So she took a job with John Coleman, who owned Ritz-Carlton hotels in Washington, DC and New York. It wasn't an obvious career choice: at the time, Coleman was in the papers for paying neither his bills nor his taxes.

But it was there that she started the innovations that would become her trademark.

She came up with the idea of offering a dollars 15,000 'Premiere Presidential Package' for the 1988 Bush inauguration, which included such goodies as the presidential suite, a chauffeur-driven Rolls and a private dinner party. Deuschl won media attention for the offer and did a walk-through with the Today show on Inauguration Day.

During the 1987 Ronald Reagan-Mikhail Gorbachev summit in Washington, Deuschl began a tradition of placing dove-shaped 'peace cookies' on world leaders' pillows at night (which landed the hotel on the front page of the New York Times). She repeated the practice last month at the Ritz Carlton Sharm el Sheikh in Egypt, where President Clinton was meeting with the region's leaders to discuss the Palestinian uprising. Those cookies made the Washington Times and the Wall Street Journal. 'Now people are saying, 'I didn't know there was a Ritz-Carlton there,'' she comments.

Continuing innovations

When Ritz-Carlton and Coleman parted ways in 1988, the company asked Deuschl to stay on. She started as regional director of PR and was named last year as the company's first corporate vice president of PR.

Deuschl, who works out of the company's Washington, DC, office, gets heavily involved with the hotels before they open. For example, Deuschl began strategizing with the staff in March about how to get publicity for the new Ritz-Carlton in Philadelphia, which opened a month before the Republican convention in August. One approach was to provide delegates with what are known as 'turn-down' amenities, or pillow treats such as Reagan jellybeans and Lincoln Logs. While such activities may seem gimmicky, they are effective.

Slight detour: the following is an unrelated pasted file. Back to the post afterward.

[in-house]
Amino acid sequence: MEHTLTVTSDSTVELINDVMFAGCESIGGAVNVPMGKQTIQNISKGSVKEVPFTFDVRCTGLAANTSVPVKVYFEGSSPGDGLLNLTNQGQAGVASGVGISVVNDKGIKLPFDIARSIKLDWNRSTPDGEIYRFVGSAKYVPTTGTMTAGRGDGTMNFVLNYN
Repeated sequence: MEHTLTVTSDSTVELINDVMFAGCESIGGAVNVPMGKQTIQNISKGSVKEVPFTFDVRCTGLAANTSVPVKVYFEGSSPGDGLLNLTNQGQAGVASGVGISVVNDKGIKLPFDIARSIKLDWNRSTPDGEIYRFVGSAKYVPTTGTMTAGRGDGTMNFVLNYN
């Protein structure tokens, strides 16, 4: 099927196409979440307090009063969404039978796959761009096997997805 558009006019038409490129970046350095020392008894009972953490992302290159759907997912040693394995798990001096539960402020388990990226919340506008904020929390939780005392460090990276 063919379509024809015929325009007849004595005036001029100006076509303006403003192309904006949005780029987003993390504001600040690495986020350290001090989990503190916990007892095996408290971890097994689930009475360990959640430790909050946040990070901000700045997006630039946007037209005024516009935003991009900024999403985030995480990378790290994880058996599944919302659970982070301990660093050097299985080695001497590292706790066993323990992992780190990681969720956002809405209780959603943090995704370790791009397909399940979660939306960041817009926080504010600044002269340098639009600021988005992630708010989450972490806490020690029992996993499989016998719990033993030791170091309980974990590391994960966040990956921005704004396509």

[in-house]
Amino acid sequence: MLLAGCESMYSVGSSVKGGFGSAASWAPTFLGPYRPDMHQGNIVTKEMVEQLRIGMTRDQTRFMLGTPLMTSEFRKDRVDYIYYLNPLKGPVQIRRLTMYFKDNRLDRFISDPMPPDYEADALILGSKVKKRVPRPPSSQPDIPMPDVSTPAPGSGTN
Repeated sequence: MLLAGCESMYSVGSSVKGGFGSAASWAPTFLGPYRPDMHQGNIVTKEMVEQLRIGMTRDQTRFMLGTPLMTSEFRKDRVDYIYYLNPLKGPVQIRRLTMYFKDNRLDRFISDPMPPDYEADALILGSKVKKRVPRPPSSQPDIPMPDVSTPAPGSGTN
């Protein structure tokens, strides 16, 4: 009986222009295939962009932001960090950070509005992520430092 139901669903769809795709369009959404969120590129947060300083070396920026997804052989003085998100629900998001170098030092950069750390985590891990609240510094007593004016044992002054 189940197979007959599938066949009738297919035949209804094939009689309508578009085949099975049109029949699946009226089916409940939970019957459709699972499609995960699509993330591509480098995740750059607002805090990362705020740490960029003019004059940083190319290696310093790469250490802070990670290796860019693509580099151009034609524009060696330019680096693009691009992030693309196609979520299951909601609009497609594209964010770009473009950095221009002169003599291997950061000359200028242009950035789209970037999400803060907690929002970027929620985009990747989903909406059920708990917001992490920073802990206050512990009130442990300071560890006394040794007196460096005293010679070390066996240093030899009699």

'I've been accused of liking reporters too much,' she admits. 'I think media relations is what I do best. While certainly other people in the company answer the day-to-day media calls, I do try to interest journalists in long-range trend stories.'

Journalists who have worked with Deuschl say she's available, sticks to agreements and is a great resource because she knows her industry.

She is also unafraid to suggest stories that may ultimately include her competitors. For example, USA Today did a story she suggested on hotels in Dubai, but Ritz-Carlton's presence there got only brief mentions.

'One thing that sets her apart is that you don't just hear from her when she has something to pitch you,' says Rudy Maxa, host of public radio's The Savvy Traveler and editor-in-chief of Rudy Maxa's Traveler Newsletter.

Maxa says he trusts Deuschl's judgment on stories implicitly. 'She has a journalist's sensibility,' he says.

Yet, despite her magic media touch, Deuschl admits to still waking in the night worrying that she won't get a certain story placed. Maybe that's the secret to her success.


Corporate vice president, PR

The Ritz-Carlton Hotel Co.

1963-1971: Journalist in TX, Taiwan and PA

1975-1980: Press secretary on political campaigns & for the Natl. Capital Area, USO

1981-1982: Director of PR, The Washington, DC Convention and Visitors Authority

1982-1984: Director of PR, The American Society of Travel Agents

1984-1986: Special assistant to Donna Tuttle, the under secretary of commerce for travel and tourism, US Dept. of Commerce

1986-1987: Vice president, travel and tourism sector, E. Bruce Harrison

1987-present: Regional director of PR rising to corporate vice president of PR, The Ritz-Carlton Hotel Co.